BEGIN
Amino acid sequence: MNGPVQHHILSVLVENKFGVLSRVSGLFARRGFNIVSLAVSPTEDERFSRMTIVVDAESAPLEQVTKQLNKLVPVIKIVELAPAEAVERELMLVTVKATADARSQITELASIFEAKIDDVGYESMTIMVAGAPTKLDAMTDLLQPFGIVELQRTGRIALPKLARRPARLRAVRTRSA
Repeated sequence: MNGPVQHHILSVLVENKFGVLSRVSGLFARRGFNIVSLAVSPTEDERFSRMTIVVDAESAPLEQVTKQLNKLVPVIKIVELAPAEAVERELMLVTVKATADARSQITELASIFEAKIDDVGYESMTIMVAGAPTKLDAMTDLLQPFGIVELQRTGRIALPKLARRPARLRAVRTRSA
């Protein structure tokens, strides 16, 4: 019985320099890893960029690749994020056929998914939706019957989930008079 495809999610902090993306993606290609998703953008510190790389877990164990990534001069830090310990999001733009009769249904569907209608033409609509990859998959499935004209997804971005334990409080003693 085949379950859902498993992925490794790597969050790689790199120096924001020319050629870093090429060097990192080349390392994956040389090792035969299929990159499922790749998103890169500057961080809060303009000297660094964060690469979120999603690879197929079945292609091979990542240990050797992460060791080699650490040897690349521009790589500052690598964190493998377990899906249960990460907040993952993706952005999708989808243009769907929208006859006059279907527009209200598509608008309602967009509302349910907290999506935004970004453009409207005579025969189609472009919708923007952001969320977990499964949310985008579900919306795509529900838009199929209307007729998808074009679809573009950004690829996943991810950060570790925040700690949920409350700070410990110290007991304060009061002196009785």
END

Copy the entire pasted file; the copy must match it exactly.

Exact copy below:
Amino acid sequence: MNGPVQHHILSVLVENKFGVLSRVSGLFARRGFNIVSLAVSPTEDERFSRMTIVVDAESAPLEQVTKQLNKLVPVIKIVELAPAEAVERELMLVTVKATADARSQITELASIFEAKIDDVGYESMTIMVAGAPTKLDAMTDLLQPFGIVELQRTGRIALPKLARRPARLRAVRTRSA
Repeated sequence: MNGPVQHHILSVLVENKFGVLSRVSGLFARRGFNIVSLAVSPTEDERFSRMTIVVDAESAPLEQVTKQLNKLVPVIKIVELAPAEAVERELMLVTVKATADARSQITELASIFEAKIDDVGYESMTIMVAGAPTKLDAMTDLLQPFGIVELQRTGRIALPKLARRPARLRAVRTRSA
């Protein structure tokens, strides 16, 4: 019985320099890893960029690749994020056929998914939706019957989930008079 495809999610902090993306993606290609998703953008510190790389877990164990990534001069830090310990999001733009009769249904569907209608033409609509990859998959499935004209997804971005334990409080003693 085949379950859902498993992925490794790597969050790689790199120096924001020319050629870093090429060097990192080349390392994956040389090792035969299929990159499922790749998103890169500057961080809060303009000297660094964060690469979120999603690879197929079945292609091979990542240990050797992460060791080699650490040897690349521009790589500052690598964190493998377990899906249960990460907040993952993706952005999708989808243009769907929208006859006059279907527009209200598509608008309602967009509302349910907290999506935004970004453009409207005579025969189609472009919708923007952001969320977990499964949310985008579900919306795509529900838009199929209307007729998808074009679809573009950004690829996943991810950060570790925040700690949920409350700070410990110290007991304060009061002196009785």